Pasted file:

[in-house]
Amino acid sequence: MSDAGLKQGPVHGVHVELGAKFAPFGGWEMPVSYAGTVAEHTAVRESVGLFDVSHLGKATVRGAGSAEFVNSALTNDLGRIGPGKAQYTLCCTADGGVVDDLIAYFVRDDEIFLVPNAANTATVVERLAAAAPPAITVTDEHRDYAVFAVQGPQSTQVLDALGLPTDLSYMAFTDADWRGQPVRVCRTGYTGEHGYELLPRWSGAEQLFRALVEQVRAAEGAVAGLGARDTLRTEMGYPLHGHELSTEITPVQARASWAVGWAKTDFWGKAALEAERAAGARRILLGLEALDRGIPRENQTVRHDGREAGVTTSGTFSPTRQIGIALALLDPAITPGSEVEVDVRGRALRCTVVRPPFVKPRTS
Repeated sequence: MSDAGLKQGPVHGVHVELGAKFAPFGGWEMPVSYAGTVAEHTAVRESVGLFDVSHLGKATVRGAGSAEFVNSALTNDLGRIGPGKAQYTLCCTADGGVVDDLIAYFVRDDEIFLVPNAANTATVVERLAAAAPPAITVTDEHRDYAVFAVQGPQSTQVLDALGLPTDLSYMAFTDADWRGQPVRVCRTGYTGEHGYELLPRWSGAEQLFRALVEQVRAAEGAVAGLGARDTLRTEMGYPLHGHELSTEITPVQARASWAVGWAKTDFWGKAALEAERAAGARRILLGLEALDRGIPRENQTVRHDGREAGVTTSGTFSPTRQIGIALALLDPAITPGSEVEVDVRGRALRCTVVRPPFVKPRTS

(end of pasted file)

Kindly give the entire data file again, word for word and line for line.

[in-house]
Amino acid sequence: MSDAGLKQGPVHGVHVELGAKFAPFGGWEMPVSYAGTVAEHTAVRESVGLFDVSHLGKATVRGAGSAEFVNSALTNDLGRIGPGKAQYTLCCTADGGVVDDLIAYFVRDDEIFLVPNAANTATVVERLAAAAPPAITVTDEHRDYAVFAVQGPQSTQVLDALGLPTDLSYMAFTDADWRGQPVRVCRTGYTGEHGYELLPRWSGAEQLFRALVEQVRAAEGAVAGLGARDTLRTEMGYPLHGHELSTEITPVQARASWAVGWAKTDFWGKAALEAERAAGARRILLGLEALDRGIPRENQTVRHDGREAGVTTSGTFSPTRQIGIALALLDPAITPGSEVEVDVRGRALRCTVVRPPFVKPRTS
Repeated sequence: MSDAGLKQGPVHGVHVELGAKFAPFGGWEMPVSYAGTVAEHTAVRESVGLFDVSHLGKATVRGAGSAEFVNSALTNDLGRIGPGKAQYTLCCTADGGVVDDLIAYFVRDDEIFLVPNAANTATVVERLAAAAPPAITVTDEHRDYAVFAVQGPQSTQVLDALGLPTDLSYMAFTDADWRGQPVRVCRTGYTGEHGYELLPRWSGAEQLFRALVEQVRAAEGAVAGLGARDTLRTEMGYPLHGHELSTEITPVQARASWAVGWAKTDFWGKAALEAERAAGARRILLGLEALDRGIPRENQTVRHDGREAGVTTSGTFSPTRQIGIALALLDPAITPGSEVEVDVRGRALRCTVVRPPFVKPRTS